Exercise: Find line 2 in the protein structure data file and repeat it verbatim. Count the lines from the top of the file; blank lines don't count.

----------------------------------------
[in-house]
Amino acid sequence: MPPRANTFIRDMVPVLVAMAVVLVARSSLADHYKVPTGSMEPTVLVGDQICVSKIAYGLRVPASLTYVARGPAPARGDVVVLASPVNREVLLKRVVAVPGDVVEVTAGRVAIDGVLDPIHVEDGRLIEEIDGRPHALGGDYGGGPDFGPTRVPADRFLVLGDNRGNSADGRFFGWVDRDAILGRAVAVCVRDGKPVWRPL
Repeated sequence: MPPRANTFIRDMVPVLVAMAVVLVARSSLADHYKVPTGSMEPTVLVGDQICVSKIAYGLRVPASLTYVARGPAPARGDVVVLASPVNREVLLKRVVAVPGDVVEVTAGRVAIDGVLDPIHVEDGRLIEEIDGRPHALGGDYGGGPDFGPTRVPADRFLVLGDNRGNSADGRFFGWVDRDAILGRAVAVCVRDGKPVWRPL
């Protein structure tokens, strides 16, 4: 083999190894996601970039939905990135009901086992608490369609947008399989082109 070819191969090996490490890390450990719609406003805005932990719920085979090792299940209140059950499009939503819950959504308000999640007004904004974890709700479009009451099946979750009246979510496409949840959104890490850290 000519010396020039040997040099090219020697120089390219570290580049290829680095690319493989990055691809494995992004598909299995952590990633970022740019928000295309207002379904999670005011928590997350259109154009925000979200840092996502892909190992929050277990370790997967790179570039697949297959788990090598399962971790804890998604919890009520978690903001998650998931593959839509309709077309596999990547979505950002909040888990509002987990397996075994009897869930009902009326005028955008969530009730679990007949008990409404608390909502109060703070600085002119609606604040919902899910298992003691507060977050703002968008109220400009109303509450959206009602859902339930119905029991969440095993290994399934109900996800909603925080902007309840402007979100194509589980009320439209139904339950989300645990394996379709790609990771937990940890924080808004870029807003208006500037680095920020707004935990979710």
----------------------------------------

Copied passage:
Amino acid sequence: MPPRANTFIRDMVPVLVAMAVVLVARSSLADHYKVPTGSMEPTVLVGDQICVSKIAYGLRVPASLTYVARGPAPARGDVVVLASPVNREVLLKRVVAVPGDVVEVTAGRVAIDGVLDPIHVEDGRLIEEIDGRPHALGGDYGGGPDFGPTRVPADRFLVLGDNRGNSADGRFFGWVDRDAILGRAVAVCVRDGKPVWRPL